I know that today’s the day you drive West, but there are hours left yet in this city and you want to drive me home. Wooden doors with brass handles swing behind me and I’m leaving you at the corner of State and Adams, but something takes me with you and I swallow good intentions, spat out by a workday without reservation, and I’m at your car and coming. I play with your radio dial and you tell me this is far from home for you. You’re far from home for me.
I’m giving the directions; you’re calling the shots. We veer off the freeway to the grid of suburban streets. I know the turns you’ve never seen and we’re not ready to go home. Tonight in the sports store, my expertise was in rock climbing and water skiing and I wanted to teach you both. Like kids, we tore equipment off the walls to play in the aisles. No one ever showed me how to hold a stick before, or measured the right one for me. I saw a name I knew and it was a Penguin from your city. I spent all my tips and we ate sour patch kids on the way to the game.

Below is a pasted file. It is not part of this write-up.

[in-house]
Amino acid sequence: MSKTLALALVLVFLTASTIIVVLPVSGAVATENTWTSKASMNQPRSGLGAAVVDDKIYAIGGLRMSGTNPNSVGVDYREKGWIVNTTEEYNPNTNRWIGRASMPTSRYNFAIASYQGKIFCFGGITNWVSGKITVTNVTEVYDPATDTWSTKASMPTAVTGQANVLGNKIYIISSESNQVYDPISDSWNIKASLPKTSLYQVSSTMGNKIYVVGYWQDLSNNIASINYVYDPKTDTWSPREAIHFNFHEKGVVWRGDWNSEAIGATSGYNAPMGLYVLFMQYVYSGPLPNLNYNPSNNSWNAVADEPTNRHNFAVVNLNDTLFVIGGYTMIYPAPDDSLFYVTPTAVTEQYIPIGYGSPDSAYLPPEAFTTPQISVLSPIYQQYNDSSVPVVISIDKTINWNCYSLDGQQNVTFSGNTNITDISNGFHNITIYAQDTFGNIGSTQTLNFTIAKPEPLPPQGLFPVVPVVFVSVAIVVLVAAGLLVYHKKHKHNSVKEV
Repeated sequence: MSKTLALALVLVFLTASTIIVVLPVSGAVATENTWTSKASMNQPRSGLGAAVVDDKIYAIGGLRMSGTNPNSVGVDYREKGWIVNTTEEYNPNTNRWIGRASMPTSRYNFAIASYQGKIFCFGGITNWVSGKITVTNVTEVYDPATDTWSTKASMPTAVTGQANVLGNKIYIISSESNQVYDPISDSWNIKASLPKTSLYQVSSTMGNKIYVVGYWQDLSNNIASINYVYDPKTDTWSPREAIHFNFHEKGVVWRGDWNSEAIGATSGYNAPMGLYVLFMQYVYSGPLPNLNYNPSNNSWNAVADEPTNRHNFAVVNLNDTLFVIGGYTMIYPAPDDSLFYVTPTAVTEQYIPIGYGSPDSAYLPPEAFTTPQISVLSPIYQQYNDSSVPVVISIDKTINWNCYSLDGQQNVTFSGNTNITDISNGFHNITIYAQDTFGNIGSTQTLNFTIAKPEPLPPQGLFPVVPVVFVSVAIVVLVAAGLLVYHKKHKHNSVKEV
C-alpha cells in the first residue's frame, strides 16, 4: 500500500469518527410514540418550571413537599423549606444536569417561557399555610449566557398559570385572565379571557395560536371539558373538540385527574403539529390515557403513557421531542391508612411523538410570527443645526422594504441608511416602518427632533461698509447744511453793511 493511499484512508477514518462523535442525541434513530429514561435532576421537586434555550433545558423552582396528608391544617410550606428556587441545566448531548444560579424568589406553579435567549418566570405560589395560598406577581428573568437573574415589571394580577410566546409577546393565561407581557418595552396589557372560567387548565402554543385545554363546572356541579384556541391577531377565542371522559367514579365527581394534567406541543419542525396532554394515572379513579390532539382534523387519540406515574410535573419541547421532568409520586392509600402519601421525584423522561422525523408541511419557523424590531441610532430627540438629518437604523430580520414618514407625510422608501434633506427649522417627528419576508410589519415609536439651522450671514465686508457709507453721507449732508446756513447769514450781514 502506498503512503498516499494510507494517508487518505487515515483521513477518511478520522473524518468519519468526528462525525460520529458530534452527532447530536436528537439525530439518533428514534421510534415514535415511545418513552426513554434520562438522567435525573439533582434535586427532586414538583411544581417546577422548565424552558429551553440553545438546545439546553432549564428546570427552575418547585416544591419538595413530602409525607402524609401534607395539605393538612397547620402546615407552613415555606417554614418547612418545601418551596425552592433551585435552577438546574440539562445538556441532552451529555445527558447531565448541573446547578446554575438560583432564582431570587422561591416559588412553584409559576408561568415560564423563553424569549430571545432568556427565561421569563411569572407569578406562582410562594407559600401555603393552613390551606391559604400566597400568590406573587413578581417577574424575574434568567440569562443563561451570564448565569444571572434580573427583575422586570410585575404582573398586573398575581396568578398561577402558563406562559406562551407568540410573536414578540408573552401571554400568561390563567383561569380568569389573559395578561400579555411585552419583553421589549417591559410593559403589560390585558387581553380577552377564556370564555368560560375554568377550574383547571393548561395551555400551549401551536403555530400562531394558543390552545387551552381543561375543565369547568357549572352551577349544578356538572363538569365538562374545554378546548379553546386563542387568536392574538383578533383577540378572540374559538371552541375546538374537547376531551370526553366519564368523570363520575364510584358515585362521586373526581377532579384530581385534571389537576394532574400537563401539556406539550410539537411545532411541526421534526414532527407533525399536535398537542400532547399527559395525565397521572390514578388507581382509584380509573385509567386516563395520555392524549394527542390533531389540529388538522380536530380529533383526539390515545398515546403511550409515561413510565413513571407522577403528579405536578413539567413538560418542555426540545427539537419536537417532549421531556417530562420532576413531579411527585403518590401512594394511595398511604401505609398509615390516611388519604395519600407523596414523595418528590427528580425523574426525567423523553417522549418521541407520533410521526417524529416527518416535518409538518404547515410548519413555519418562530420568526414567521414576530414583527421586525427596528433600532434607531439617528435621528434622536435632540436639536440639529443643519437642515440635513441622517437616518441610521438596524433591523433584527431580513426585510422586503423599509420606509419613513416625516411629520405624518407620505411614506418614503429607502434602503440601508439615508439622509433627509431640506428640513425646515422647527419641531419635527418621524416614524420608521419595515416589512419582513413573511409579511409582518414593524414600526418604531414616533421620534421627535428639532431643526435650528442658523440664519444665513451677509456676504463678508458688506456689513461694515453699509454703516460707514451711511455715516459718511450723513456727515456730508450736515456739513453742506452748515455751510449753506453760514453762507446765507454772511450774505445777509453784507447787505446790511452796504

The game was just an empty parking lot. And just us and our new gear. A thunderstorm brewing chased us out after a while, but left us time. Enough time for passes to hit the plastic end of the stick with a slap, for your tricks to blow by me on a break-away, for the light posts to be goals, and my body to block yours which pressed into me from stealing our puck off my stick. It poured and we ran, all out of breath, me out of shape, leaning and reaching, slapping sticks, laughing, shouting, and breathing the raindrops right out of their pattern to the ground.
In from the rain, you took me home and I wished we were what we appeared to be as you tuned my guitar and talked sports with my dad. Mom knew I never played, but she didn’t let on, just invited you in under the pretense and listened to you strum for me from inside. We sat on the porch, like we often talk of doing, you playing for me all the songs that I love, while lightening hid in the clouds and my mom dried your clothes.
As you left to go pack and pick up your pal, we forgot almost everything we came to the house for. The hockey pucks stayed and the cooler should’ve gone but your hoodie was warm right out of the dryer. And you’d never forget to love me, ‘cause you embraced me for a long time and then drove West.